Posture and Gravity

How can gravity affect your posture?

Gravity and Posture

Gravity is with us from the time of our conception to the moment of death. It is so all pervading that we cannot sense it, for humans perceive sensory stimulation only as it varies. (We recognize light because there are periods of darkness, sound because we know quiet.) We do not sense gravity, but we do adjust to it. We must.

An underlying part of Dr. Rolf’s (founder of Rolfing Structural Integration) premise is gravity’s importance on each of us. To her, our ability to adapt to the influences of gravity will either break or make us.

We all need the significant segments of the body sitting comfortably:

  • Pelvis on legs,
  • The torso on the pelvis,
  • Shoulders, and neck on the torso)

 

One segment resting above the other for workable alignment to be present. Without this, the body is in conflict with gravity – a relentless force present 24 hours a day.

When support from below is missing, the neck, shoulders, back, and legs muscles will work harder to support an upright posture. If this extra workload is allowed to continue, the potential for injury, long-term pain, and discomfort increase many fold.

A well-known posture issue is Forward Head Posture, in which the head falls forward when support from below is lost. As the head continues to fall forward, the effects of gravity are increased. There is general agreement that the more the head falls forward, the greater the downward pressure applied to the neck and upper back. With a corresponding: poor posture – pain – poor posture cycle.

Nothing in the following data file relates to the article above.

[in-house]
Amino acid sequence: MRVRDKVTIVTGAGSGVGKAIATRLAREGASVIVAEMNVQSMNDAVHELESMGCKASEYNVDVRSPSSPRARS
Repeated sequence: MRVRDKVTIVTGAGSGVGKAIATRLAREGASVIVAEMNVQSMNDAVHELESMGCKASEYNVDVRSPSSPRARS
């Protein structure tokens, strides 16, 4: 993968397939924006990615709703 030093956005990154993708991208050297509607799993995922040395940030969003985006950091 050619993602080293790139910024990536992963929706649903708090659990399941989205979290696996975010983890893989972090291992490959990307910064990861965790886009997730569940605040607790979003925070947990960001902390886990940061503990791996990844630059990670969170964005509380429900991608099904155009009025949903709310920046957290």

A technical definition of gravity

“Gravity…is measured as the weight of the body applied through the center of gravity of the body and directed towards the earth’s axis. The closer a body is to the earth’s center, the greater is the gravitational pull and, therefore, the more it weighs.”

Kinesiology: Scientific basis of human motion, 8th edition; p. 355

Think of gravity and posture like this

water and gravityImagine water flowing down a stream or river. The movement is in one direction – going from a high point to a low point. Often the water will create its own path, changing the landscape to direct and control the natural flow. This process is gravity in action.

The effect of gravity on posture can be either positive or negative. When aligned with correct posture patterns, the body works to minimize the impact of gravity. However, as poor posture habits show themselves, unnecessary strain can develop, moving us away from alignment and toward discomfort and dis-ease.

The neck, shoulders, back, and legs muscles will work harder to support an upright posture. Suppose this extra workload is allowed to continue. In that case, the potential for injury, long-term pain, and discomfort may increase significantly.

COMMON POSTURE PATTERNS